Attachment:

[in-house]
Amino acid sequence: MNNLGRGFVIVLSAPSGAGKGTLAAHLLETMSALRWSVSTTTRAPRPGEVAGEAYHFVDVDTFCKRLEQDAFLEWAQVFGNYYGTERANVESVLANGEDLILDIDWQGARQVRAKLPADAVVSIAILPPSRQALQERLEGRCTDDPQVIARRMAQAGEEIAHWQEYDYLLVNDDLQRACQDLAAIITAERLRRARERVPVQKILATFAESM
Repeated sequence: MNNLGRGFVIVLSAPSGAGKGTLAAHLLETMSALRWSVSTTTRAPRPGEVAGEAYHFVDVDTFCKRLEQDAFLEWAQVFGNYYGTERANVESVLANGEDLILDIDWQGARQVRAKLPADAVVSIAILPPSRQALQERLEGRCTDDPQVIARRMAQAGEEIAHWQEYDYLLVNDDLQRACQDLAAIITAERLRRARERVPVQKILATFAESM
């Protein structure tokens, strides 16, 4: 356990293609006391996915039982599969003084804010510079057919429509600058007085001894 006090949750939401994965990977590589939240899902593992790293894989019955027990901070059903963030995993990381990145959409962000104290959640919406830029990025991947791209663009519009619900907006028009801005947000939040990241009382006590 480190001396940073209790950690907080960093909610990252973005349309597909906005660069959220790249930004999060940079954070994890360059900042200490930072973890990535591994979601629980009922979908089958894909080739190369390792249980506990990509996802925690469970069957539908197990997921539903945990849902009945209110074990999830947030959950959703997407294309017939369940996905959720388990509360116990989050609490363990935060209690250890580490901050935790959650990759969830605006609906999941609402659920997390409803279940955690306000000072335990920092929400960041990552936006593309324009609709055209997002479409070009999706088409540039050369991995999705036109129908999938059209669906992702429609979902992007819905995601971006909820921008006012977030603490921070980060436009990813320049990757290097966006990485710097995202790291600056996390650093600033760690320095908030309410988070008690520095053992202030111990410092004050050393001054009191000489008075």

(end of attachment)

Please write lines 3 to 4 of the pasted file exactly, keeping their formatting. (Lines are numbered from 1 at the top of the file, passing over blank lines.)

Repeated sequence: MNNLGRGFVIVLSAPSGAGKGTLAAHLLETMSALRWSVSTTTRAPRPGEVAGEAYHFVDVDTFCKRLEQDAFLEWAQVFGNYYGTERANVESVLANGEDLILDIDWQGARQVRAKLPADAVVSIAILPPSRQALQERLEGRCTDDPQVIARRMAQAGEEIAHWQEYDYLLVNDDLQRACQDLAAIITAERLRRARERVPVQKILATFAESM
């Protein structure tokens, strides 16, 4: 356990293609006391996915039982599969003084804010510079057919429509600058007085001894 006090949750939401994965990977590589939240899902593992790293894989019955027990901070059903963030995993990381990145959409962000104290959640919406830029990025991947791209663009519009619900907006028009801005947000939040990241009382006590 480190001396940073209790950690907080960093909610990252973005349309597909906005660069959220790249930004999060940079954070994890360059900042200490930072973890990535591994979601629980009922979908089958894909080739190369390792249980506990990509996802925690469970069957539908197990997921539903945990849902009945209110074990999830947030959950959703997407294309017939369940996905959720388990509360116990989050609490363990935060209690250890580490901050935790959650990759969830605006609906999941609402659920997390409803279940955690306000000072335990920092929400960041990552936006593309324009609709055209997002479409070009999706088409540039050369991995999705036109129908999938059209669906992702429609979902992007819905995601971006909820921008006012977030603490921070980060436009990813320049990757290097966006990485710097995202790291600056996390650093600033760690320095908030309410988070008690520095053992202030111990410092004050050393001054009191000489008075």